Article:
Diseases that are caused by errors in a gene might be cured if we could correct those errors, or genetic mutations. In order to do that, the molecular tools to repair the genome have to be delivered to the right place in the right cells. Scientists have developed non-pathogenic viruses that can do that. There have been some problems with these viral vectors, however.
Researchers have now found that a viral vector used to deliver gene therapy to the liver called adeno-associated virus 2 (AAV2) may not be working as intended. The findings, which have been reported in Science Translational Medicine, might improve the treatment of genetic disorders that affect the liver.
AAV2 attaches to a receptor on the surface of target cells; this receptor should ensure that AAV2 is binding to cells that should get the gene therapy - the cells that are expressing the mutated gene. In this study, the researchers found that AAV2s do bind to their intended receptors, which are called heparan sulfate proteoglycans (HSPGs), but they do so too tightly. Since these HSPGs can be found on cells all over the body, the AAV2s get caught up on the wrong cells before they ever reach the liver.
This work can help explain why clinical trials of gene therapies that are meant to treat liver diseases have had low success rates. It also led the scientists to identify other adeno-associated viruses that are better at delivering the therapy to the liver. They found one that can do so; it binds to an as-yet-unidentified receptor.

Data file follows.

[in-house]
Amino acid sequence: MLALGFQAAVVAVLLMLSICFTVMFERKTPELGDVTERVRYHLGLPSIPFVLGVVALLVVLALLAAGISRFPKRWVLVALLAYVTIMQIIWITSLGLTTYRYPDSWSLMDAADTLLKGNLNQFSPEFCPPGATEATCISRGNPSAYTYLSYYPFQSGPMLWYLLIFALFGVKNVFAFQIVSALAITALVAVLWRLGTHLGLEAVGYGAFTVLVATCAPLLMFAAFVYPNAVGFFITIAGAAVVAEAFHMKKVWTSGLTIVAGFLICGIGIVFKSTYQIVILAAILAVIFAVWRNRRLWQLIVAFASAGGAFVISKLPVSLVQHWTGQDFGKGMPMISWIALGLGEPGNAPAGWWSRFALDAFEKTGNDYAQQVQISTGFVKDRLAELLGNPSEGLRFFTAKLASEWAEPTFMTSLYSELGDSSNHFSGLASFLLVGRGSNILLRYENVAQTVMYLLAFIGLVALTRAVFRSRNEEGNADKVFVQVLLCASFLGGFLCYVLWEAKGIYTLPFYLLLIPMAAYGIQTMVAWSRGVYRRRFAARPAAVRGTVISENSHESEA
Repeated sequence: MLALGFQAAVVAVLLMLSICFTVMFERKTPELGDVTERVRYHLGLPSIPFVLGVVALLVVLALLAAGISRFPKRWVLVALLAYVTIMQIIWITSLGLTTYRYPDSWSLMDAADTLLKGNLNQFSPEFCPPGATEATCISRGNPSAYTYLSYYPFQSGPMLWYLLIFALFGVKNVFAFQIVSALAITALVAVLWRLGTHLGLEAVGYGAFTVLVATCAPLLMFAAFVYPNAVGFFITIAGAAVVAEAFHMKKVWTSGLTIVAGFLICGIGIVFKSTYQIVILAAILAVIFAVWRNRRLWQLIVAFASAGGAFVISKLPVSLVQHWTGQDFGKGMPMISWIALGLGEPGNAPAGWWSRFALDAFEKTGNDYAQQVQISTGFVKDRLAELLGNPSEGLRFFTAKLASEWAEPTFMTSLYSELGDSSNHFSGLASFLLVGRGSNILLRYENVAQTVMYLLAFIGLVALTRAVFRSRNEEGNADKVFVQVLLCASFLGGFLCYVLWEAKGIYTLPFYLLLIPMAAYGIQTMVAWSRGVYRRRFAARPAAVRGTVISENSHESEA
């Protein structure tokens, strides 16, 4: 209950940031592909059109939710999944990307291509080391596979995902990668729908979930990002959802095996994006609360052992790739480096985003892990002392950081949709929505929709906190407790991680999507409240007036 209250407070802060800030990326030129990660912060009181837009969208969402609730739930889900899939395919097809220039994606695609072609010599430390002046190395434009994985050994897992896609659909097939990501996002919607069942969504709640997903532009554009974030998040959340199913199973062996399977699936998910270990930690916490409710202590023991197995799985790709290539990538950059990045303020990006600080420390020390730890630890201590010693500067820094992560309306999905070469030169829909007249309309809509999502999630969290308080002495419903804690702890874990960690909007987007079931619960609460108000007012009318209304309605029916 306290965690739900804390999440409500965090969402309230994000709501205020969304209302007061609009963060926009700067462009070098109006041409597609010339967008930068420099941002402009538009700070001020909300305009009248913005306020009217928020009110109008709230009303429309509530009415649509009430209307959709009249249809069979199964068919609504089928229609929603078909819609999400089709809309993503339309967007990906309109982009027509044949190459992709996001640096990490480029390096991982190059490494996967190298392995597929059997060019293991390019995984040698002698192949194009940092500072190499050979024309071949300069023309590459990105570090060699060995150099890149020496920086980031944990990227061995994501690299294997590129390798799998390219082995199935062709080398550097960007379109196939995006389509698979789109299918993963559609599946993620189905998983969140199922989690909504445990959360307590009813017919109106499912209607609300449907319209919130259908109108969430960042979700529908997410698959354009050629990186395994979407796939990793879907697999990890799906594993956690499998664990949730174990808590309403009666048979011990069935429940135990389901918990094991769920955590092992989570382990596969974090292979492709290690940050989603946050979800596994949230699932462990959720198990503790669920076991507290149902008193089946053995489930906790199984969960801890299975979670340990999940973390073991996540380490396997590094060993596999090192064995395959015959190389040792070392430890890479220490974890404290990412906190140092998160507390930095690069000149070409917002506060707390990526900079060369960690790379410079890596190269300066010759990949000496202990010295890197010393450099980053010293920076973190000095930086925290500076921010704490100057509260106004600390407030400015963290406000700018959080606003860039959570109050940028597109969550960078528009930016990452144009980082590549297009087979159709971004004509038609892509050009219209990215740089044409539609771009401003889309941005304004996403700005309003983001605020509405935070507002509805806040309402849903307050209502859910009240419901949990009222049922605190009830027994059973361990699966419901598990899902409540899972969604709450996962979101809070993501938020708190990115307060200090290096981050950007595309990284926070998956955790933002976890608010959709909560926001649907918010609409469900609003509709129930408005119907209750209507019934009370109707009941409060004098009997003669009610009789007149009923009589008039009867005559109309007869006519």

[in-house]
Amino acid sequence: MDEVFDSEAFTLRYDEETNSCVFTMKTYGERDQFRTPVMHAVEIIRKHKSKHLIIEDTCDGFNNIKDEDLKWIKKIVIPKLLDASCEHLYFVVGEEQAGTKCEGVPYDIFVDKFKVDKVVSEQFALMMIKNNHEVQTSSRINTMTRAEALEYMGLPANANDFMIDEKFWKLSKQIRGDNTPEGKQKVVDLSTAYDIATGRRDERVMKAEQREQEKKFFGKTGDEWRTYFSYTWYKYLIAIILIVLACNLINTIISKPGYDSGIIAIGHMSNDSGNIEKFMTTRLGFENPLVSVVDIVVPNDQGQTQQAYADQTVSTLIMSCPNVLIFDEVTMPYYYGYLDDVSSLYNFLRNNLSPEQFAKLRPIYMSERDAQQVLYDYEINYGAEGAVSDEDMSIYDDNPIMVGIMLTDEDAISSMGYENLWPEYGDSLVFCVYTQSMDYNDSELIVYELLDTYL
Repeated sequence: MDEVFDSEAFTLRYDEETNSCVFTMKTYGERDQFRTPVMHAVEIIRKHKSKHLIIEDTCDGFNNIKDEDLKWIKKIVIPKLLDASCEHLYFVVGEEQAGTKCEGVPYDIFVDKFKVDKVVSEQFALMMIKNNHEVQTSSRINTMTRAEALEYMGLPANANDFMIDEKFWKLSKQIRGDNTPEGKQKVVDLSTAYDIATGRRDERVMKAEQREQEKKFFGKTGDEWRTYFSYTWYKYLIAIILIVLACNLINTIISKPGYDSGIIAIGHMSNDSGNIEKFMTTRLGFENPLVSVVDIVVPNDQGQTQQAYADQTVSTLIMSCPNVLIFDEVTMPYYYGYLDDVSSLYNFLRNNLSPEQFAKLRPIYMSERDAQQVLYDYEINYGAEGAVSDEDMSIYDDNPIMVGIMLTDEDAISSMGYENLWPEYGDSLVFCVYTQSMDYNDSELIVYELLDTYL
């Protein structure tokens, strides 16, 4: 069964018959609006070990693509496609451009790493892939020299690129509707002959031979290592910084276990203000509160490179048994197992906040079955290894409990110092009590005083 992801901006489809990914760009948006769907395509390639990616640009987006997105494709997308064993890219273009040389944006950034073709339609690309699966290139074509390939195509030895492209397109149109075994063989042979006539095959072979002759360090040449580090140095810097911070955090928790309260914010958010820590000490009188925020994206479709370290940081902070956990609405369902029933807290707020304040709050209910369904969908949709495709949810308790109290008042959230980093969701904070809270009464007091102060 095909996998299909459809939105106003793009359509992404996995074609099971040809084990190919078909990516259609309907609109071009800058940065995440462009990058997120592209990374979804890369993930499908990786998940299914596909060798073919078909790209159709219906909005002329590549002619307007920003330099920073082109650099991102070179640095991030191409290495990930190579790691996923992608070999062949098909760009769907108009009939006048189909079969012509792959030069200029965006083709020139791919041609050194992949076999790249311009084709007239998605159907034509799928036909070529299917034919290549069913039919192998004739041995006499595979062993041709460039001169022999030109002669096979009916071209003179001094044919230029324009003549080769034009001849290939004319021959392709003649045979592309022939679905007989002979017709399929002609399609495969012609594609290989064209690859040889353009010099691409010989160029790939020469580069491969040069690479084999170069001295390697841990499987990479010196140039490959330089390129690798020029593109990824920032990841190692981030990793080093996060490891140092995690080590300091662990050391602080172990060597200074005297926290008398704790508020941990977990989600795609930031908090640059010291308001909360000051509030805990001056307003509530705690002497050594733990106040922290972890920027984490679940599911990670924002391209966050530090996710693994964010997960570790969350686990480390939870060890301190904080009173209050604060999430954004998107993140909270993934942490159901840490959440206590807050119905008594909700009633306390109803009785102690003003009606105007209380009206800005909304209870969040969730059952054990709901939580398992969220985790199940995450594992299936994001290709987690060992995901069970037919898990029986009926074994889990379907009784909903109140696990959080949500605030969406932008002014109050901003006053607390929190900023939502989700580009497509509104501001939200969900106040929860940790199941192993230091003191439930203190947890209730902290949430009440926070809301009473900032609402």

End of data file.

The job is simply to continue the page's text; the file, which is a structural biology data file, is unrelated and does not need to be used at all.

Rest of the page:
"This really challenges a basic concept in our field that binding strongly to HSPG was essential for AAV's entry into human cells and suggests that vectors targeting the other receptor used by natural AAVs, of human liver origin, are likely to be more effective for clinical gene therapy applications'' said Dr. Leszek Lisowski, Head of the Translational Vectorology Research Unit.
"The prototypical AAV2, discovered over 50 years ago, is the serotype on which the entire field of AAV vectorology and gene therapy is based. Our discovery will shake the foundations of the field of AAV-based gene therapeutics and will mark the beginning of a new era not only for biomedical research, but most importantly, for millions of patients affected by genetic disorders. It sheds new light and challenges our previous understanding and corrects misconceptions about how the vector binds to the cells,'' he added.
"It will help us understand previous clinical data and how to improve on" these vectors, said lead study author Dr. Marti Cabanes-Creu. "By having a better vector, we can increase the safety and improve the efficiency. Because a lower dose will be needed to achieve therapeutic efficacy, the cost of those therapies will be decreased, which is an additional benefit to the patients, their families, and the healthcare system."